Johannes BRAHMS (1833-1897)
Piano Trios: CD 1: No. 1 op. 8 in B major [32:02]; No. 3 op. 101 in C minor [20:21]; CD 2: No. 2 op. 87 in C major [28:35]; No. 4 in A major [31:35]
rec. Mantziusgarden, Birkerod, Denmark, 2007-2008
CPO 777 642-2 [52:23 + 60:10]
Slightly mixed performances from the Eskar Trio of these gorgeous piano trios by Brahms.
Although the performance of the Piano Trio No. 3 in C minor is a fine one, and gave me no cause for concern, I was more troubled by the revised version of the B major Trio, which opens the first CD of the two-disc set. My initial impression was that the string players were producing a rather superficial sound – not connecting adequately with the strings in terms of the distribution of bow weight, resulting in sound that lacked sufficient density. The piano was also pushed too far to the back of the balance, and the pianist, in order to make any sort of impact, has to attack the instrument aggressively - particularly in the fourth movement. This approach was not lyrical enough for my taste.
It was also disappointing that greater attention was not paid to the subtleties of blend between the string instruments, and also to detail. There are missing accents in the second movement, and the Trio section here does not have the necessary lilt - it’s a Ländler. It should also have a Schubertian holding-back which is too often lacking in this interpretation. The end of the fourth movement was especially disappointing. Brahms writes in all the rhythmic propulsion necessary through hemiolas, truncation and elision of phrases, and registration. In this recording the tempo speeds up, with the consequence that the impact and strength is lost.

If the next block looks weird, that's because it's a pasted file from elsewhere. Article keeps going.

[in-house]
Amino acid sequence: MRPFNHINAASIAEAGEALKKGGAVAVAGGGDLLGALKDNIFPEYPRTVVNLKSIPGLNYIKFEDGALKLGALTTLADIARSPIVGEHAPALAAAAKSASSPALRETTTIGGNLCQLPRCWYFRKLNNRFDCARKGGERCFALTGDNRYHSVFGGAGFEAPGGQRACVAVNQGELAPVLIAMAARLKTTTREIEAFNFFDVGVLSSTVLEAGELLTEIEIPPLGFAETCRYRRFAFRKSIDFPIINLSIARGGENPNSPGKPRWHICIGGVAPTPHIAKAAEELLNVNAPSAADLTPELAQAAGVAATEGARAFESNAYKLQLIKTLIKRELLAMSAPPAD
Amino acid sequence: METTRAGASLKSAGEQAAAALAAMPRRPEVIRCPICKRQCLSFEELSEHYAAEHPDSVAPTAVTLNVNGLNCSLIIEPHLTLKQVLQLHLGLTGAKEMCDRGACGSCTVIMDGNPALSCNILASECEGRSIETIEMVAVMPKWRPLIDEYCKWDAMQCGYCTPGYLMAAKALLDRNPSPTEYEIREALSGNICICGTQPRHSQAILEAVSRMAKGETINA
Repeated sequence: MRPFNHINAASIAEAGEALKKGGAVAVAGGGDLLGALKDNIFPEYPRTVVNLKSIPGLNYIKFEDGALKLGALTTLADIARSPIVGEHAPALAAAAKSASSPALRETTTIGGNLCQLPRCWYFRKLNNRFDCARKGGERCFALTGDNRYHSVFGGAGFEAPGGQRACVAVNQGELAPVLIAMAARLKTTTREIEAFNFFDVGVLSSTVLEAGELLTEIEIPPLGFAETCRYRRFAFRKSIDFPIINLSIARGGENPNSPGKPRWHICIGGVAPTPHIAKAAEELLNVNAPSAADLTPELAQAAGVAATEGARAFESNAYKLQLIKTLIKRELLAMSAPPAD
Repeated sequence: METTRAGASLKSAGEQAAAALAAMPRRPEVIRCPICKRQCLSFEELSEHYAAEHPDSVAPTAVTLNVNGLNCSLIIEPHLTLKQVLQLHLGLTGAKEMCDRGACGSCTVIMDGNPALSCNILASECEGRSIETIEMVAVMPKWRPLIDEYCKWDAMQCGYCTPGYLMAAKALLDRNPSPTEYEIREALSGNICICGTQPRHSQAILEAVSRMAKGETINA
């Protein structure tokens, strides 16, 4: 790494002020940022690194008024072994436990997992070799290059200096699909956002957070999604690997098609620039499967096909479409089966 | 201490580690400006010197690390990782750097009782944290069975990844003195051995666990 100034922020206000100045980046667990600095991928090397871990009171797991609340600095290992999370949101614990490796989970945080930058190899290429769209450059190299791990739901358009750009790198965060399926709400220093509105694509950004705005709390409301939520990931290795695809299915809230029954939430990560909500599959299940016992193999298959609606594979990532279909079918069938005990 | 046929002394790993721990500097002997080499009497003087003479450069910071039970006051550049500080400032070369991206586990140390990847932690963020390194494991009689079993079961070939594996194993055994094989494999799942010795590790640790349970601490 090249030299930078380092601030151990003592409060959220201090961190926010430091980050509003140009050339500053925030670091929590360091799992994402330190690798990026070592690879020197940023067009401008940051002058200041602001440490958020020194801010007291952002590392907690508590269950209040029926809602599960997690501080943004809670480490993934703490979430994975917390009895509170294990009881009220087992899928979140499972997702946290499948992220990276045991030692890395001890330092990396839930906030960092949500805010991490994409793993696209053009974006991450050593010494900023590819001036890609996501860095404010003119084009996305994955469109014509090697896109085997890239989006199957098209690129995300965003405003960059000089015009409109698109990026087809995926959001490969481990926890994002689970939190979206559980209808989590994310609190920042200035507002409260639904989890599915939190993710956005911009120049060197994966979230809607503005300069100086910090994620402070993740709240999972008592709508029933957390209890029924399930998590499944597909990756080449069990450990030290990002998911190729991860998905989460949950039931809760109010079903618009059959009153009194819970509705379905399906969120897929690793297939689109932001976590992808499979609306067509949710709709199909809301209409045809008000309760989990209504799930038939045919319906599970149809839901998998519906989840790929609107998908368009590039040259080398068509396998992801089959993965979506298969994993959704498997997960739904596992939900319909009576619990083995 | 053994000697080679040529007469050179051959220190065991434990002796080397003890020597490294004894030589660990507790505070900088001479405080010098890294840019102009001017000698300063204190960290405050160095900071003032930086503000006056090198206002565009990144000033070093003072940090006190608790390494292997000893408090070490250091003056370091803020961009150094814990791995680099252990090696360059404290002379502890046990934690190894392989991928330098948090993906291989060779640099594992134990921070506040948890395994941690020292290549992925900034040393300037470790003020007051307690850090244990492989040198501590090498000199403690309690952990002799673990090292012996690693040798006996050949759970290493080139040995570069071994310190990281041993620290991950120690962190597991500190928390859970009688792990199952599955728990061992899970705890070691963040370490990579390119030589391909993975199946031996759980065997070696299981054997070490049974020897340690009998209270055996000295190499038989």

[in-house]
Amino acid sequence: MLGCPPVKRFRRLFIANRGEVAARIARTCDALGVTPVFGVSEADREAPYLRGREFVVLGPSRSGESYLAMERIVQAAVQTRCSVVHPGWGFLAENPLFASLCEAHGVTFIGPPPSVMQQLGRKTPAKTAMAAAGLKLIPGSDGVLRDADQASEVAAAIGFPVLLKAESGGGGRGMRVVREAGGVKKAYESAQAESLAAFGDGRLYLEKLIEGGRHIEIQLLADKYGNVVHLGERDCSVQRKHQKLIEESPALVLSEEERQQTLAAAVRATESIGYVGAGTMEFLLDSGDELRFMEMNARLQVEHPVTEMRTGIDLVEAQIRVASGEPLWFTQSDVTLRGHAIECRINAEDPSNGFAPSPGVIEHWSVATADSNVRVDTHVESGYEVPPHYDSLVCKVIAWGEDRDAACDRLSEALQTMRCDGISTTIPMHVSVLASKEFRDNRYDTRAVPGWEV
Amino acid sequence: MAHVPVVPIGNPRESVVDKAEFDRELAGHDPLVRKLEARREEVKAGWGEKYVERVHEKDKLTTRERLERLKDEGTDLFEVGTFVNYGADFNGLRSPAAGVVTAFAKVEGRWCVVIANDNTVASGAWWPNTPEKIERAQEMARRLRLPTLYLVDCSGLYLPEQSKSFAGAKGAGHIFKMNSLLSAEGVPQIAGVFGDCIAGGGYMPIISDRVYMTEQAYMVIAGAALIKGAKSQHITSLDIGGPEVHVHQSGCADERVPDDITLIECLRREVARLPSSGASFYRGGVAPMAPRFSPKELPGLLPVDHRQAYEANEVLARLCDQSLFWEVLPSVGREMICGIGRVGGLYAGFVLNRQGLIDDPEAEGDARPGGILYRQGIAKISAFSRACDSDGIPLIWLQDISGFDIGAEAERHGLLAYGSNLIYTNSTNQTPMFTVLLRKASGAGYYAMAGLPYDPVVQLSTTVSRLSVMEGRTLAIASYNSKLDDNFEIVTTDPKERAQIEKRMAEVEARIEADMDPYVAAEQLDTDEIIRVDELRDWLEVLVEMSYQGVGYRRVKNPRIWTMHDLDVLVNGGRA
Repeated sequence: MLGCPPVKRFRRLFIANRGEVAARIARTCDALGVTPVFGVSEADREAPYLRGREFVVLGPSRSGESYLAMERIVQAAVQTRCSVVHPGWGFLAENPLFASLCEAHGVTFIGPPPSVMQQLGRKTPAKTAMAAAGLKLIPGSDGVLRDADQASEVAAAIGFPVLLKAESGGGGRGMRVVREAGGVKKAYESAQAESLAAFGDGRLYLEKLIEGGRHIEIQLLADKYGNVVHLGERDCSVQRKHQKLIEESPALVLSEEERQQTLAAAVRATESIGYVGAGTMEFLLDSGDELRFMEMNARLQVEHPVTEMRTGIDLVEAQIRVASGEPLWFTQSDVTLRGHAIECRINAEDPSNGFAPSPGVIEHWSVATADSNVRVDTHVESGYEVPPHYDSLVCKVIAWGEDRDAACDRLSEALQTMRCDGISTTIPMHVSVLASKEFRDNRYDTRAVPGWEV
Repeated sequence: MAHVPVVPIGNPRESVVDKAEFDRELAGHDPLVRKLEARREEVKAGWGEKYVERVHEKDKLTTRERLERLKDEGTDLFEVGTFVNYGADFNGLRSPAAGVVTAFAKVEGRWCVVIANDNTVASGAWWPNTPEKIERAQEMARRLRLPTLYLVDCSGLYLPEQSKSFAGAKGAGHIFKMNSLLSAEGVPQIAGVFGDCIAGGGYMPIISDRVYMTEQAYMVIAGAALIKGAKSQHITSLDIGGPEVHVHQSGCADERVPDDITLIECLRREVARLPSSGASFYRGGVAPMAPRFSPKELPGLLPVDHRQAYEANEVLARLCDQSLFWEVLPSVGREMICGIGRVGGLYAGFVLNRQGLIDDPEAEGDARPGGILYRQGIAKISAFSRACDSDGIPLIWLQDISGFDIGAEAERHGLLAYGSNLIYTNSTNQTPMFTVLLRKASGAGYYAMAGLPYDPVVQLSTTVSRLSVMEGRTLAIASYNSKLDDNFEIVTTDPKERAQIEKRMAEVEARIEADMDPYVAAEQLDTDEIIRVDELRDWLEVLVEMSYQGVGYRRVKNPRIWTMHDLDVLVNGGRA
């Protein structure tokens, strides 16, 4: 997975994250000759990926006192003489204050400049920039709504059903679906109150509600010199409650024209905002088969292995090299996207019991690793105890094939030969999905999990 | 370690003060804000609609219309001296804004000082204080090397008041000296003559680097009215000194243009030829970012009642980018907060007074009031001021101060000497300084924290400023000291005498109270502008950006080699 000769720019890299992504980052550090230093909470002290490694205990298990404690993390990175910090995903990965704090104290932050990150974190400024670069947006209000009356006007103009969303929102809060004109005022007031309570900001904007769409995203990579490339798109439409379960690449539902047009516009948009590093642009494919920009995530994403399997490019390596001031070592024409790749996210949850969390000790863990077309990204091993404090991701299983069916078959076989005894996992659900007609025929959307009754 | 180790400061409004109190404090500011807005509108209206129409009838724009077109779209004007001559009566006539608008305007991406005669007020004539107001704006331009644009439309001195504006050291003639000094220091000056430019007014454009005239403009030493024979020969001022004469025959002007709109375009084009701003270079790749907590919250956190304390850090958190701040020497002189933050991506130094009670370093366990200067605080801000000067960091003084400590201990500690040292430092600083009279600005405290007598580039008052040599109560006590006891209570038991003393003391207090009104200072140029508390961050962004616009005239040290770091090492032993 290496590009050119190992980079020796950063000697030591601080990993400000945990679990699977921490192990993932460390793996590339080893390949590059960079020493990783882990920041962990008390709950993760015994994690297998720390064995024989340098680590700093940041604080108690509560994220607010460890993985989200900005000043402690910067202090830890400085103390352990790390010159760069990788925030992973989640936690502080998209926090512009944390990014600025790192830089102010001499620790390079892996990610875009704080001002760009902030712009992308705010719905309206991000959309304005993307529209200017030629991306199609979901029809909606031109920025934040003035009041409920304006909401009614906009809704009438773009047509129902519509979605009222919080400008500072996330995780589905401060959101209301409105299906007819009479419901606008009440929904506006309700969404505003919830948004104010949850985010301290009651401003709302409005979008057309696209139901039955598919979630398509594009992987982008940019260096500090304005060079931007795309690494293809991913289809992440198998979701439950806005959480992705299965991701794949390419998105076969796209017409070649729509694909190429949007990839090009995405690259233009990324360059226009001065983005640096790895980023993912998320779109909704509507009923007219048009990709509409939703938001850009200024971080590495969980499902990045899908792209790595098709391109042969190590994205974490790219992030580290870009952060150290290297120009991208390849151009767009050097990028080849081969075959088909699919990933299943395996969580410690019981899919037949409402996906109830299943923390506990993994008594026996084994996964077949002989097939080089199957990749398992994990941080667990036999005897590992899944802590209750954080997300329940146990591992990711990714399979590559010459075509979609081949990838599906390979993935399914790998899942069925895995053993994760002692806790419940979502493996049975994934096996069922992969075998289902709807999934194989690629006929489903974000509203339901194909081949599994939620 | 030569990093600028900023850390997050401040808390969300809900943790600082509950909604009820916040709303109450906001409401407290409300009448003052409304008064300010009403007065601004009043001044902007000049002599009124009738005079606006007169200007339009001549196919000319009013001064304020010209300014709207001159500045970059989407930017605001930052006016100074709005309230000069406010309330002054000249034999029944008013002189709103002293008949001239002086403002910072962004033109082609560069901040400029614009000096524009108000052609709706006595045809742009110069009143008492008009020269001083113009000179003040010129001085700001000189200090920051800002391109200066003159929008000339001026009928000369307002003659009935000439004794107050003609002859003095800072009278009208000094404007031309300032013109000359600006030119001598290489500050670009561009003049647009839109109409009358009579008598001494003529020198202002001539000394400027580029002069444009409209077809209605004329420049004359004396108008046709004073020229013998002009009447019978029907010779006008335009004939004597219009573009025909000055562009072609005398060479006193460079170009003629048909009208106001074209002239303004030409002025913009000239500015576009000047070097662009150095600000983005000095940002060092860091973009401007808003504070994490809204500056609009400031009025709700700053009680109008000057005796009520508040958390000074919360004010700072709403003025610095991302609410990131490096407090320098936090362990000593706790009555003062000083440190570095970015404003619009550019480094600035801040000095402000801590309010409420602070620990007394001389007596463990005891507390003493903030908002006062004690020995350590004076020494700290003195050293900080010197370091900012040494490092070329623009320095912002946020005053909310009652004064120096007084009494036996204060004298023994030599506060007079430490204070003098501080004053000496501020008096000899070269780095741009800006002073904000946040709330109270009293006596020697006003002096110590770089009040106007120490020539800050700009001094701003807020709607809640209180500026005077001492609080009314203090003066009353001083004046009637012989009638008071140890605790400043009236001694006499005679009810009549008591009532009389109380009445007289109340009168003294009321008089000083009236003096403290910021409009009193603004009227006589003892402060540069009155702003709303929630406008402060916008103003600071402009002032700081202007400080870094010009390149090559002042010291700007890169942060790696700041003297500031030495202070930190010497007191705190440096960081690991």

The second disc contains the second and fourth Trios. On the one hand we have some well-proportioned playing here – the long crescendos, especially, are well-paced. Yet a more concentrated tone is needed overall. This is particularly noticeable in the central section of the C major Trio third movement. The lower register of the cello is not sufficiently clear in these works. In the C major Trio the performers produce good unity of articulation and gesture between the strings in the second movement. More genial energy is needed in fourth movement, and the violinist’s habit of “passing” the bow during legato slurs begins to irritate by the fourth movement of the C major Trio. It’s a serious block to the character of the first subject group of the ensuing A major Trio. There is good character to the second movement of this work, with plenty of menace and drive, yet I would have liked a greater degree of luxury to the legato gestures of the third movement. The piano is rather heavy-handed in the fourth movement Presto.
Slightly mixed performances of these gorgeous trios.